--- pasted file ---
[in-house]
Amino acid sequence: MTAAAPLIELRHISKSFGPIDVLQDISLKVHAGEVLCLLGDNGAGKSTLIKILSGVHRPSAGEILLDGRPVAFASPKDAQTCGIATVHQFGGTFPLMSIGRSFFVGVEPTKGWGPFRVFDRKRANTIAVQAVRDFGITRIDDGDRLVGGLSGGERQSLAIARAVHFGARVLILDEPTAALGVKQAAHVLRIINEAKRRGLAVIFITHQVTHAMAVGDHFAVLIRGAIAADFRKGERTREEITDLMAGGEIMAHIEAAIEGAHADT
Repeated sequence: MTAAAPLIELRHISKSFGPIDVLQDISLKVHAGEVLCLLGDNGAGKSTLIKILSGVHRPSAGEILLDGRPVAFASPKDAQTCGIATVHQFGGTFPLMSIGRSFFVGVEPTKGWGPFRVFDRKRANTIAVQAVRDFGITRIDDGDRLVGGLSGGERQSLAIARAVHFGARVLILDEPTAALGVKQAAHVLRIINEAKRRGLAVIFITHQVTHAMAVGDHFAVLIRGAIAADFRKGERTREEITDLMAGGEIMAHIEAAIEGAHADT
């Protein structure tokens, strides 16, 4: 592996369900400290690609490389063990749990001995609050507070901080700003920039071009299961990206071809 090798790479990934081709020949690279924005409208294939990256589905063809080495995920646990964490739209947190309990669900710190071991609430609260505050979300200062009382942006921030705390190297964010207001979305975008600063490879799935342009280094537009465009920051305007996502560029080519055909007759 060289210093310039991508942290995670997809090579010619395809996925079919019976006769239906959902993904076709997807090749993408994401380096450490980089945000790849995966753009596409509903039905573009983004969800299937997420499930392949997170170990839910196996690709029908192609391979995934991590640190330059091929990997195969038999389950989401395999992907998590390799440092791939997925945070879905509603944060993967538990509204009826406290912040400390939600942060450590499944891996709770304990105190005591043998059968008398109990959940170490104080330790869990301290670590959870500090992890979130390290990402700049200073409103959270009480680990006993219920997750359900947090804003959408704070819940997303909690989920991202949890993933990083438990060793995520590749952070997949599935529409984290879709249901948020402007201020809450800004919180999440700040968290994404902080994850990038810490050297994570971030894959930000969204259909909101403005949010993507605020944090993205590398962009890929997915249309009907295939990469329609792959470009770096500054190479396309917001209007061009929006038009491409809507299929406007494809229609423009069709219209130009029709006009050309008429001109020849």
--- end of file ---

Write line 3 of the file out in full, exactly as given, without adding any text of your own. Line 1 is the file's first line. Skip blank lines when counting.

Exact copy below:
Repeated sequence: MTAAAPLIELRHISKSFGPIDVLQDISLKVHAGEVLCLLGDNGAGKSTLIKILSGVHRPSAGEILLDGRPVAFASPKDAQTCGIATVHQFGGTFPLMSIGRSFFVGVEPTKGWGPFRVFDRKRANTIAVQAVRDFGITRIDDGDRLVGGLSGGERQSLAIARAVHFGARVLILDEPTAALGVKQAAHVLRIINEAKRRGLAVIFITHQVTHAMAVGDHFAVLIRGAIAADFRKGERTREEITDLMAGGEIMAHIEAAIEGAHADT